Overview: In this 90 minute webinar we will examine the architecture of both SAP HANA and Oracle Exalytics. Since they are both pieces of software running on optimized hardware and delivered as a single appliance, there are similarities as well as significant differences. In-memory computing, on the scale that both HANA and Exalytics are capable of executing, is pushing the envelope of database technology and ushering a new era of Business Intelligence analytics.
Why Should you Attend: Will HANA or Exlaytics become the standard for database technology in the future? Are Exalytics and HANA fundamentally different from anything we have now? To get realistic, no-spin, straight answers to these and other questions that are swirling around in-memory computing, it is essential to have a basic understanding of how both HANA and Exalytics work. In this webinar we will break down the technology behind both products in such a way that there will be less mystery and less confusion about what they are and how they work.
Areas Covered in the Session:
Database terminology related to in-memory computing
Advantages and Benefits of each product
Who Will Benefit:
Vendor Management Personnel
Application Support Staff
Analyst IT operations
Manager Systems Operations
IT Project Manager
John Ripma is an independent consultant and the founder of Technical Ink, LLC, a consulting firm specializing in content marketing for technology-based companies. With Technical Ink, John helps companies produce high quality written materials for a wide variety of purposes (whitepapers, webinars, blog posts, brochures, technical manuals, training/educational documents, and other purposes).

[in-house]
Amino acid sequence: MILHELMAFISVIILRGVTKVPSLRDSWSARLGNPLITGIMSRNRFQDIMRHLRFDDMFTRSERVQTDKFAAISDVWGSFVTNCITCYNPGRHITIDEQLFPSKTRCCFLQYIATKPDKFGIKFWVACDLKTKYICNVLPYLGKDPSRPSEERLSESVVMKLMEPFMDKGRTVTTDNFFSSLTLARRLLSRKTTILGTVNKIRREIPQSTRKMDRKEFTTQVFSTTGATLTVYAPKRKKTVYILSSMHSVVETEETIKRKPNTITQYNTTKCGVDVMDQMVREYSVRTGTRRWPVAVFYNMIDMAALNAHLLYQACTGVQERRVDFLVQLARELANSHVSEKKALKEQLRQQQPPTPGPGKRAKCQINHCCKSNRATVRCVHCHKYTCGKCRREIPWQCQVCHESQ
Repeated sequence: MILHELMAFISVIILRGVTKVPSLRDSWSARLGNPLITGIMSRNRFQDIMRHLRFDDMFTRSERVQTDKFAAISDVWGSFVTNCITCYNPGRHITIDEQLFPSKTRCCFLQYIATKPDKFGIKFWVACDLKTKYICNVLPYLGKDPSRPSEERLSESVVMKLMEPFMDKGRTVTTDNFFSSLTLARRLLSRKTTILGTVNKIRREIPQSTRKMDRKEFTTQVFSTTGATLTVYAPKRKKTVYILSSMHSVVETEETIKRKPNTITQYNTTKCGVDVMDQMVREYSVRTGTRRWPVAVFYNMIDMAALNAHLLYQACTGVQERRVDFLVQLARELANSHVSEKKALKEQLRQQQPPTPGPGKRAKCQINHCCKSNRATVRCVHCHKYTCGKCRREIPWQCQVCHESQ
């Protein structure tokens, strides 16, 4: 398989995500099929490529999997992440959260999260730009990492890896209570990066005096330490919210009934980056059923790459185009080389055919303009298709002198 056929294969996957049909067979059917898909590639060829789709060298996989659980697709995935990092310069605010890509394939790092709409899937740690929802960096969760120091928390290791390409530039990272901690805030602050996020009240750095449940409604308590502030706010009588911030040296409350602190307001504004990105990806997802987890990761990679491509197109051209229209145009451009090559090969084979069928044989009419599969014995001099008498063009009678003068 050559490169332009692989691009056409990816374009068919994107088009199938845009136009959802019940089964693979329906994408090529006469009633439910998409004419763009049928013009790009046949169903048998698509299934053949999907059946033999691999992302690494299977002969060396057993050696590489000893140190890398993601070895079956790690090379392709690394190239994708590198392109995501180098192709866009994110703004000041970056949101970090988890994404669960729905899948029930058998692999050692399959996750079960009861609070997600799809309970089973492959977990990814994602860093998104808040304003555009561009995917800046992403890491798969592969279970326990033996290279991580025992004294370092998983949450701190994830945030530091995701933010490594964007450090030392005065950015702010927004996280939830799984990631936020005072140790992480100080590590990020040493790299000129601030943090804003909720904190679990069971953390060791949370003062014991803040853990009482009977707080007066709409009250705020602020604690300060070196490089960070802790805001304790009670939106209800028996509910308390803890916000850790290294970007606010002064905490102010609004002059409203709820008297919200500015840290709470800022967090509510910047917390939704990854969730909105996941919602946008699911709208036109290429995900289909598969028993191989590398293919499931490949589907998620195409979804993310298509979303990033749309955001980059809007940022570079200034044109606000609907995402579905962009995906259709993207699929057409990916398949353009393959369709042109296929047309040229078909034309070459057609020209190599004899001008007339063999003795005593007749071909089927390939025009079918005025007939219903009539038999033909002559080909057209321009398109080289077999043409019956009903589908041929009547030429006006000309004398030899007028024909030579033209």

John started in the field of Information Technology in 1981 when he co-founded Applied Personnel Technology, one of the first PC-based software development and consulting firms in the country. Since then, John has been closely involved with technology in a number of roles such as project manager, business development manager, senior consultant, vice president, and CEO. Over the years, John’s focus has been on helping organizations analyze, select, install and maintain complex enterprise class systems. He has worked on many large and mission critical projects that involved PeopleSoft, JD Edwards, or SAP. He also was an instructor at the SAP Academy. Additionally, with the resurgence in infrastructure outsourcing and cloud computing, John has been working closely with a number of international firms to help them migrate their enterprise systems into hosted environments.
The world of technology continues to grow at a dizzying pace and, to help his clients keep pace, John keeps up-to-date on the latest developments such as in-memory computing, Big Data, mobility, data security, software defined data centers, infrastructure architecture, technology enabled business processes, and system integration.
Overview: Social media concern the communication of information, in an increasing variety of media (not just text), using Web technologies, along the edges of a "social graph" of people who decided to connect with each other to reflect a common affinity or a real-life relationship (e.g., colleagues). Key characteristics of social media interactions are that they are bidirectional, they combine multiple forms of information (text, audio, still pictures, video), they are personalized, and the networking act itself is part of the goal of the interaction.
The first phase of social media expansion (2000-2006) was purely focused on personal activities and largely addressed teenagers and college students, with MySpace and Facebook leading the revolution. With the emergence of LinkedIn, the opening of Facebook to non-students (2006), the subsequent collapse of MySpace, and the emergence of other networks such as Twitter and Google Plus, there was a definite broadening of the audience to include "knowledge workers," but the actual impact of these activities on the enterprise remained unclear for a while, including whether organizations should ignore, fear, or embrace this movement. There are quite a number of use cases for the enterprise use of social media, and a growing body of emerging case studies and success stories:
Maintaining and exploited a self-updated list of business contacts
"Social recruiting" (including referrals and references)
Maintaining connections with ex-employees
"Socializing knowledge" among people whose social network connections represent a trust relationship. This also includes "social search" capabilities